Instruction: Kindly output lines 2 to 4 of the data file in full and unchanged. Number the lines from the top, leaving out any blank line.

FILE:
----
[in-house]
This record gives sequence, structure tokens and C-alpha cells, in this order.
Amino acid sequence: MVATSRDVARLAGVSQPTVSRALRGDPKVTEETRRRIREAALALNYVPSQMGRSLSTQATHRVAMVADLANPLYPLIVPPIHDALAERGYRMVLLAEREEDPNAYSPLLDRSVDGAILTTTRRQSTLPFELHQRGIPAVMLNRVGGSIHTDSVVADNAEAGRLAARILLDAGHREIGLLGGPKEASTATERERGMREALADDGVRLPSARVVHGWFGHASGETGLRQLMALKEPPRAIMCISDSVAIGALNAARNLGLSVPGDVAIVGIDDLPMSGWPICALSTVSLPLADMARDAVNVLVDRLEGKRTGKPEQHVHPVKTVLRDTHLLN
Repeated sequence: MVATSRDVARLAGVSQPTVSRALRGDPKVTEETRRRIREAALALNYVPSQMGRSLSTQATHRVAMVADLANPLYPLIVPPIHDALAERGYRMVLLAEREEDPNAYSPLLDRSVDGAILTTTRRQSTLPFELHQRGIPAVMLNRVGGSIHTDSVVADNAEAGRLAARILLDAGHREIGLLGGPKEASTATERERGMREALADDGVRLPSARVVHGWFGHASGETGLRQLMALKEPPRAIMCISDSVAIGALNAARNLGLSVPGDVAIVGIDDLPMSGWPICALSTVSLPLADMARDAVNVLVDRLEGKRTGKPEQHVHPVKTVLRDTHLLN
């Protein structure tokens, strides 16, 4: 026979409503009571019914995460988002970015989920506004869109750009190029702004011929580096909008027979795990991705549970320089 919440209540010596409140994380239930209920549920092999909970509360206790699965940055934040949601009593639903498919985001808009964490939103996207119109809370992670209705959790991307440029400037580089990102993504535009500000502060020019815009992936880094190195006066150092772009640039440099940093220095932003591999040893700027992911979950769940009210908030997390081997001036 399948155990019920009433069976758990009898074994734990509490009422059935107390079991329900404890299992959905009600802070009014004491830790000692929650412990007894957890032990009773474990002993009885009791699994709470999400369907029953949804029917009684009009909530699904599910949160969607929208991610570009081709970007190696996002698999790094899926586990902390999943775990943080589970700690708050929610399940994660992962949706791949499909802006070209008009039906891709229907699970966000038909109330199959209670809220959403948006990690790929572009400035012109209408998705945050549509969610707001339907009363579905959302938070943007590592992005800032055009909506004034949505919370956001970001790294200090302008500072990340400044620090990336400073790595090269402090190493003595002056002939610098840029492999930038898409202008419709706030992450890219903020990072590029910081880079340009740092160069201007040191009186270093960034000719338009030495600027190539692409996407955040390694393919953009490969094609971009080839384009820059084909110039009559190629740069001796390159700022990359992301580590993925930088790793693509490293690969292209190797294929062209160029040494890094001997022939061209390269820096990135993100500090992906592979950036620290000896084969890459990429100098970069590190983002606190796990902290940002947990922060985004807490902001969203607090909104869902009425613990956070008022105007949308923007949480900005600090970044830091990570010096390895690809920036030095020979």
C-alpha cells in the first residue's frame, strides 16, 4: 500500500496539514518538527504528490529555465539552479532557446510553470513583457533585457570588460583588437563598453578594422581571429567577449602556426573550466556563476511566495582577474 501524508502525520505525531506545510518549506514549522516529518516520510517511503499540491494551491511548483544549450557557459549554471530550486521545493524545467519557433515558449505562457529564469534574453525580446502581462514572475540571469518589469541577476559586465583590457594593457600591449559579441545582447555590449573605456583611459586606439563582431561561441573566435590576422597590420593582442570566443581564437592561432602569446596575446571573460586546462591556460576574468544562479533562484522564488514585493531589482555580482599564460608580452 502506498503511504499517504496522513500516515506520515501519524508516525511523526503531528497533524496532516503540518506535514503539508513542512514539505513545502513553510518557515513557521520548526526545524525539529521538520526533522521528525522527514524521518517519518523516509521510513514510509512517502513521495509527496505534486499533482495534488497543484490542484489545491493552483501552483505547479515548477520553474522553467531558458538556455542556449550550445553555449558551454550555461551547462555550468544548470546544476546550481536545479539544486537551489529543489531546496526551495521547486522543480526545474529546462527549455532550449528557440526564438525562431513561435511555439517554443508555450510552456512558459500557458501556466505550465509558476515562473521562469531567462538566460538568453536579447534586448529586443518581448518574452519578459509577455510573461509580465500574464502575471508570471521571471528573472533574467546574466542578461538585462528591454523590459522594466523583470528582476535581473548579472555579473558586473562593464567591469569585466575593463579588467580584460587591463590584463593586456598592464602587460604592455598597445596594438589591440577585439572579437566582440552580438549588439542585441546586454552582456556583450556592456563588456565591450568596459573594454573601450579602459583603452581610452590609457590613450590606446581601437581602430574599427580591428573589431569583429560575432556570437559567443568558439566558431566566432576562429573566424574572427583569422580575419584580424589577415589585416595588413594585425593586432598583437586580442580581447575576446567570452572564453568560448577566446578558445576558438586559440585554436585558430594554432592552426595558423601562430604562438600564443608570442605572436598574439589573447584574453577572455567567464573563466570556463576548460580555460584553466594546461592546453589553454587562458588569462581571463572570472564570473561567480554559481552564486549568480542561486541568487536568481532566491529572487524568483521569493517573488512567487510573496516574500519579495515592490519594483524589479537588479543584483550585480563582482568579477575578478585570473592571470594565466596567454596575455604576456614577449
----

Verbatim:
This record gives sequence, structure tokens and C-alpha cells, in this order.
Amino acid sequence: MVATSRDVARLAGVSQPTVSRALRGDPKVTEETRRRIREAALALNYVPSQMGRSLSTQATHRVAMVADLANPLYPLIVPPIHDALAERGYRMVLLAEREEDPNAYSPLLDRSVDGAILTTTRRQSTLPFELHQRGIPAVMLNRVGGSIHTDSVVADNAEAGRLAARILLDAGHREIGLLGGPKEASTATERERGMREALADDGVRLPSARVVHGWFGHASGETGLRQLMALKEPPRAIMCISDSVAIGALNAARNLGLSVPGDVAIVGIDDLPMSGWPICALSTVSLPLADMARDAVNVLVDRLEGKRTGKPEQHVHPVKTVLRDTHLLN
Repeated sequence: MVATSRDVARLAGVSQPTVSRALRGDPKVTEETRRRIREAALALNYVPSQMGRSLSTQATHRVAMVADLANPLYPLIVPPIHDALAERGYRMVLLAEREEDPNAYSPLLDRSVDGAILTTTRRQSTLPFELHQRGIPAVMLNRVGGSIHTDSVVADNAEAGRLAARILLDAGHREIGLLGGPKEASTATERERGMREALADDGVRLPSARVVHGWFGHASGETGLRQLMALKEPPRAIMCISDSVAIGALNAARNLGLSVPGDVAIVGIDDLPMSGWPICALSTVSLPLADMARDAVNVLVDRLEGKRTGKPEQHVHPVKTVLRDTHLLN